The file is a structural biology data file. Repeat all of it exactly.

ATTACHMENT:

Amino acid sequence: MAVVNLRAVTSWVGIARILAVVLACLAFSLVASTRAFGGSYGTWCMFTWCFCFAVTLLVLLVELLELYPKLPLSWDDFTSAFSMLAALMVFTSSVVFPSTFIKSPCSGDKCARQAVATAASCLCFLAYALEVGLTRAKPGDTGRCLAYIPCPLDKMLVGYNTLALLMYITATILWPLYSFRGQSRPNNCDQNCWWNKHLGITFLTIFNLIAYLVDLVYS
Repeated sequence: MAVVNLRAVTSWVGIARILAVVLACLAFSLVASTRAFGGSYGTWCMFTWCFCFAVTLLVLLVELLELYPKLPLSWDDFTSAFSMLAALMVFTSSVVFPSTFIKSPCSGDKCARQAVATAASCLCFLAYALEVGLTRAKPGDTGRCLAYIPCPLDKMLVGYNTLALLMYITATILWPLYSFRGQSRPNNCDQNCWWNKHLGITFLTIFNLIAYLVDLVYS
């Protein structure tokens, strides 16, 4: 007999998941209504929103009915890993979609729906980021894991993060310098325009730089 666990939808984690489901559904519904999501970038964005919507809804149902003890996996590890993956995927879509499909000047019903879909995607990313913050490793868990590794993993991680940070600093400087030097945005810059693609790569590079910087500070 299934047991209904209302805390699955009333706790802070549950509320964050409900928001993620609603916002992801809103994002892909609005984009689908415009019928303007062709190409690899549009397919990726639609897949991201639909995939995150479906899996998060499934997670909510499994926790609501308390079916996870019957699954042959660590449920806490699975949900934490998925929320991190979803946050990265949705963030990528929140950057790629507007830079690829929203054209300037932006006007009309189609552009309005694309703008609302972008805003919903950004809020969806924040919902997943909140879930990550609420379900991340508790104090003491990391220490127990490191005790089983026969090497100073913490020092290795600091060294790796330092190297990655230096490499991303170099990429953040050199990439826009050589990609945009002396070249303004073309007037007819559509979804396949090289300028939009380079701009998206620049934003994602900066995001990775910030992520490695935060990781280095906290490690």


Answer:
Amino acid sequence: MAVVNLRAVTSWVGIARILAVVLACLAFSLVASTRAFGGSYGTWCMFTWCFCFAVTLLVLLVELLELYPKLPLSWDDFTSAFSMLAALMVFTSSVVFPSTFIKSPCSGDKCARQAVATAASCLCFLAYALEVGLTRAKPGDTGRCLAYIPCPLDKMLVGYNTLALLMYITATILWPLYSFRGQSRPNNCDQNCWWNKHLGITFLTIFNLIAYLVDLVYS
Repeated sequence: MAVVNLRAVTSWVGIARILAVVLACLAFSLVASTRAFGGSYGTWCMFTWCFCFAVTLLVLLVELLELYPKLPLSWDDFTSAFSMLAALMVFTSSVVFPSTFIKSPCSGDKCARQAVATAASCLCFLAYALEVGLTRAKPGDTGRCLAYIPCPLDKMLVGYNTLALLMYITATILWPLYSFRGQSRPNNCDQNCWWNKHLGITFLTIFNLIAYLVDLVYS
């Protein structure tokens, strides 16, 4: 007999998941209504929103009915890993979609729906980021894991993060310098325009730089 666990939808984690489901559904519904999501970038964005919507809804149902003890996996590890993956995927879509499909000047019903879909995607990313913050490793868990590794993993991680940070600093400087030097945005810059693609790569590079910087500070 299934047991209904209302805390699955009333706790802070549950509320964050409900928001993620609603916002992801809103994002892909609005984009689908415009019928303007062709190409690899549009397919990726639609897949991201639909995939995150479906899996998060499934997670909510499994926790609501308390079916996870019957699954042959660590449920806490699975949900934490998925929320991190979803946050990265949705963030990528929140950057790629507007830079690829929203054209300037932006006007009309189609552009309005694309703008609302972008805003919903950004809020969806924040919902997943909140879930990550609420379900991340508790104090003491990391220490127990490191005790089983026969090497100073913490020092290795600091060294790796330092190297990655230096490499991303170099990429953040050199990439826009050589990609945009002396070249303004073309007037007819559509979804396949090289300028939009380079701009998206620049934003994602900066995001990775910030992520490695935060990781280095906290490690």